"'From my perspective as Fed chair, he is responsible more than any other person for the fact that the United States today has an independent central bank—a central bank able to make decisions in the long-term best interest of the economy, without regard to the political pressures of the moment,' Mr. Powell said of Mr. Eccles."

Trump's attacks on the Fed have escalated in recent months, as this Financial Times chart shows, via economist Adam Tooze: 


— SCOTUS to hear oral arguments over LGBT workers' rights case: "The Supreme Court is set to hear arguments in two of the term’s most closely watched cases over whether federal civil rights law protects LGBT people from job discrimination," AP's Mark Sherman reports.

"The cases [today] are the court’s first on LGBT rights since Justice Anthony Kennedy’s retirement and replacement by Justice Brett Kavanaugh. A decision is expected by early summer 2020, amid the presidential election campaign. The issue is whether a key provision of the Civil Rights Act of 1964 that bars discrimination in employment because of sex covers LGBT people."

  • Why the case is so important: "A ruling for employees who were fired because of their sexual orientation or gender identity would have a big impact for the estimated 8.1 million LGBT workers across the country because most states don’t protect them from workplace discrimination. An estimated 11.3 million LGBT people live in the U.S., according to the Williams Institute at the UCLA law school."

— Southwest pilots sue Boeing over 737 Max: “The union for Southwest Airlines Co. pilots sued Boeing Co., saying the manufacturer rushed output of the 737 Max jet to stay competitive, withholding key information about a feature that contributed to two fatal crashes within five months,” Bloomberg News’s Mary Schlangenstein reports.

“The union said it’s seeking at least $115 million for damages sustained through the end of this year, primarily for lost pay and legal expenses … The lawsuit and public criticism from Southwest’s pilots undermine Boeing’s effort to rebuild confidence in its best-selling airplane after months of bruising publicity. The planemaker has invited pilots from Max operators to fly the updated software as part of outreach to flight crews.”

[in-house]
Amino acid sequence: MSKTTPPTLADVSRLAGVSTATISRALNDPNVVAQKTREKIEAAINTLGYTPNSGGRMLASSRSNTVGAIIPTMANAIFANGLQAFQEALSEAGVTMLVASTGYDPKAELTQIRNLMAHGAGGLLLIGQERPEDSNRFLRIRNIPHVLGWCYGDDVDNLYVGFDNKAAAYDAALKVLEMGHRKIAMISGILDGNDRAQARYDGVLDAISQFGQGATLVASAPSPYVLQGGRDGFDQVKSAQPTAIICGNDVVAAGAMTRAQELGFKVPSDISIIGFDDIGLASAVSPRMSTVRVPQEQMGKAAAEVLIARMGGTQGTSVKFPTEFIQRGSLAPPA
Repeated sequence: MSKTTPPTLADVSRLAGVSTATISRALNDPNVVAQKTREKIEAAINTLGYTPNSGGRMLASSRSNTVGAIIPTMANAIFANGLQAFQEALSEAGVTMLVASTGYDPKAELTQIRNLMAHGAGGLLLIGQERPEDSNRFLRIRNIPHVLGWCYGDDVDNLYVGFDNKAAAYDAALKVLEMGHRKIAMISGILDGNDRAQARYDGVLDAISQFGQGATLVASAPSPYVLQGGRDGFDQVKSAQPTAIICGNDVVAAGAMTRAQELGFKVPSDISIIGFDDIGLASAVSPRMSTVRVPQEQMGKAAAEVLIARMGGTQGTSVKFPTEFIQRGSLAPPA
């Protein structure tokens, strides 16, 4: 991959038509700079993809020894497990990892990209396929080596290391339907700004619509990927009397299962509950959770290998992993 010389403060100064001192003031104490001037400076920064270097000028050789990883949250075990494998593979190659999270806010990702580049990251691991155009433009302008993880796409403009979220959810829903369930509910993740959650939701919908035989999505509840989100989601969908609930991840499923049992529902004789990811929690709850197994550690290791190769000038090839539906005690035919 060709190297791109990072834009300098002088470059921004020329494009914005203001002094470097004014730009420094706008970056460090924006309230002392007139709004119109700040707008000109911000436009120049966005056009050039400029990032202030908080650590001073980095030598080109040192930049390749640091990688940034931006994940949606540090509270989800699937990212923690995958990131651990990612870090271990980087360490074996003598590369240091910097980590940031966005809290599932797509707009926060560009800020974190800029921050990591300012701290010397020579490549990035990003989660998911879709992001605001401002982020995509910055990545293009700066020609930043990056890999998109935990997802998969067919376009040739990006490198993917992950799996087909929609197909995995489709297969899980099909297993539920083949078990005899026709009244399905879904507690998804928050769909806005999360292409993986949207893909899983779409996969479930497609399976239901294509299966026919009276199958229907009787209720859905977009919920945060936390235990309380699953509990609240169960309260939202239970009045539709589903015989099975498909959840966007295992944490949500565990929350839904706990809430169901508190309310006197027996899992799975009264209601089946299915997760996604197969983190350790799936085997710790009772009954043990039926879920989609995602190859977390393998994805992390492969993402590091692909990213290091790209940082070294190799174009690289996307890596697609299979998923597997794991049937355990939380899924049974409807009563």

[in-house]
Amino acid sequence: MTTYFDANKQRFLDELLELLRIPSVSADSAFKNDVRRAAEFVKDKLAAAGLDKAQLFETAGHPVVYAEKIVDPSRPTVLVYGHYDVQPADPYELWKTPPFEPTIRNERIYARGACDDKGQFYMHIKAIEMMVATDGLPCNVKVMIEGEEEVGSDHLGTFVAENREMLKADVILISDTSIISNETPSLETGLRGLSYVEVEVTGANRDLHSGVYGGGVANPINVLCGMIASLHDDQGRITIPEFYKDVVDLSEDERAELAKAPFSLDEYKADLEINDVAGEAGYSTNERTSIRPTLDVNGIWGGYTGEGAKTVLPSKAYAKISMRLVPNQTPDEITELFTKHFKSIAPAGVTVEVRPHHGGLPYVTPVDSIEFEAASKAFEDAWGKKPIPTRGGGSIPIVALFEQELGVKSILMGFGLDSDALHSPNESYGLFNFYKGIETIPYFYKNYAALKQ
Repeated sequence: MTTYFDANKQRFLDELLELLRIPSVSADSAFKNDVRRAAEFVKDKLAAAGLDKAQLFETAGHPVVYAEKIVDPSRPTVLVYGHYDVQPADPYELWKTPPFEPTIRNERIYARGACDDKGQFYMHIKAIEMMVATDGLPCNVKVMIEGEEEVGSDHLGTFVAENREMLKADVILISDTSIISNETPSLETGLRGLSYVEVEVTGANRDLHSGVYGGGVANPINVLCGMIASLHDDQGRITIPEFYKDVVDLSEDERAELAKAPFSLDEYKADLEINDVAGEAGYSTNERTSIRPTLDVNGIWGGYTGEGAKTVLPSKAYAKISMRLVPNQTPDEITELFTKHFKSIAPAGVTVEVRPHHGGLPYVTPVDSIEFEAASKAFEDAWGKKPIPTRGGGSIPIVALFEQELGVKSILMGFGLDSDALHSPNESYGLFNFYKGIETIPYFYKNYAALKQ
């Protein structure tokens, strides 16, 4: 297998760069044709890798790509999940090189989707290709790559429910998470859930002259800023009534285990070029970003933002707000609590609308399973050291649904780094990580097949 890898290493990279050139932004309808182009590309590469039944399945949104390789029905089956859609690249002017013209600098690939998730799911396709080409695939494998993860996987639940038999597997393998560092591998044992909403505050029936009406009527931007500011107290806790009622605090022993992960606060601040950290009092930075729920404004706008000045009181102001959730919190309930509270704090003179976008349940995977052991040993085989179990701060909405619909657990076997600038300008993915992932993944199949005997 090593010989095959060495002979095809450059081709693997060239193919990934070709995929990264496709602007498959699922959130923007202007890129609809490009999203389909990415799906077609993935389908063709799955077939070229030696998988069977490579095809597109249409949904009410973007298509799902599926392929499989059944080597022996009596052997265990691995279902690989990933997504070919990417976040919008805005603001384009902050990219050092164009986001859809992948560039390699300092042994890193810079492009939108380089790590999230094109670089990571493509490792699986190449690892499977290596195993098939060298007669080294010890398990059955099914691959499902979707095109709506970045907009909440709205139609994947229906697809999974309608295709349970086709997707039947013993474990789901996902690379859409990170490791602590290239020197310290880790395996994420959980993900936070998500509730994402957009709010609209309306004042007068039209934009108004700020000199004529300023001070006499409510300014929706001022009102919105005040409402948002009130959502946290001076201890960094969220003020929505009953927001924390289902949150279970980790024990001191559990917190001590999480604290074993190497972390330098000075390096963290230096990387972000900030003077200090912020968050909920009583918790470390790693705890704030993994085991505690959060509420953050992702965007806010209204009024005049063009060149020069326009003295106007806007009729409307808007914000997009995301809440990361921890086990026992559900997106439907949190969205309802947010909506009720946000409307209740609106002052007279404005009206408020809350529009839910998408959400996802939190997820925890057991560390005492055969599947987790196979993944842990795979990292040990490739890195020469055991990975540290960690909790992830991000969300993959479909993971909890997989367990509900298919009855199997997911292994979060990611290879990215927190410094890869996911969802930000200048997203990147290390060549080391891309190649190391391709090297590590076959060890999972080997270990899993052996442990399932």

— WeWork’s IPO mess could linger: “WeWork parent We Co. misstated the number and cost of the working desks it set up in the first half of the year when it first filed in August to go public. The company also omitted information about its governance, including that its then-Chief Executive Adam Neumann had been on the board’s compensation committee,” the Wall Street Journal’s Jean Eaglesham and Eliot Brown report.

“With the IPO shelved, We’s incomplete financial data makes it harder to assess the company’s prospects as it tries to adapt to a future without an expected injection of $9 billion from the IPO and bank lending tied to the offering. The information gaps in the prospectus also mean New York-based We likely faces tougher scrutiny by the Securities and Exchange Commission, should the company — as it says it intends — try to go public again in the future.”